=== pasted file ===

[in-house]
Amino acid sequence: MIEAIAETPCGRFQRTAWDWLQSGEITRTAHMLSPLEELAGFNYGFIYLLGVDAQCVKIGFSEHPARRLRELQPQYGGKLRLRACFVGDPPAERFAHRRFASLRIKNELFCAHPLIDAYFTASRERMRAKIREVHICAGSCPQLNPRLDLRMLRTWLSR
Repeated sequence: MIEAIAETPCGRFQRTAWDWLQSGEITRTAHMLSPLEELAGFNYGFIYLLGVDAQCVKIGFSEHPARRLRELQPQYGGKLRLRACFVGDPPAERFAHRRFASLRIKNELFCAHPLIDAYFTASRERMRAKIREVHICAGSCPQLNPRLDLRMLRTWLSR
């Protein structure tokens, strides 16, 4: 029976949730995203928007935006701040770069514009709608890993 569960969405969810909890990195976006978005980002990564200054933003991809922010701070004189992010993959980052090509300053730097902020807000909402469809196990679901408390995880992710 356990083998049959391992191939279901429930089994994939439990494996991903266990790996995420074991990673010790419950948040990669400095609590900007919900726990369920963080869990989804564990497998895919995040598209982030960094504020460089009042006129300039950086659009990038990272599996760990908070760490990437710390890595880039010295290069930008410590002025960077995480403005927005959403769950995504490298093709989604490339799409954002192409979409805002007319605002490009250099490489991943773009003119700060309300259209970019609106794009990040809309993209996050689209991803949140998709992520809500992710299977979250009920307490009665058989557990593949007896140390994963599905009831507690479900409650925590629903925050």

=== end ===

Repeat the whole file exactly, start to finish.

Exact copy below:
[in-house]
Amino acid sequence: MIEAIAETPCGRFQRTAWDWLQSGEITRTAHMLSPLEELAGFNYGFIYLLGVDAQCVKIGFSEHPARRLRELQPQYGGKLRLRACFVGDPPAERFAHRRFASLRIKNELFCAHPLIDAYFTASRERMRAKIREVHICAGSCPQLNPRLDLRMLRTWLSR
Repeated sequence: MIEAIAETPCGRFQRTAWDWLQSGEITRTAHMLSPLEELAGFNYGFIYLLGVDAQCVKIGFSEHPARRLRELQPQYGGKLRLRACFVGDPPAERFAHRRFASLRIKNELFCAHPLIDAYFTASRERMRAKIREVHICAGSCPQLNPRLDLRMLRTWLSR
């Protein structure tokens, strides 16, 4: 029976949730995203928007935006701040770069514009709608890993 569960969405969810909890990195976006978005980002990564200054933003991809922010701070004189992010993959980052090509300053730097902020807000909402469809196990679901408390995880992710 356990083998049959391992191939279901429930089994994939439990494996991903266990790996995420074991990673010790419950948040990669400095609590900007919900726990369920963080869990989804564990497998895919995040598209982030960094504020460089009042006129300039950086659009990038990272599996760990908070760490990437710390890595880039010295290069930008410590002025960077995480403005927005959403769950995504490298093709989604490339799409954002192409979409805002007319605002490009250099490489991943773009003119700060309300259209970019609106794009990040809309993209996050689209991803949140998709992520809500992710299977979250009920307490009665058989557990593949007896140390994963599905009831507690479900409650925590629903925050």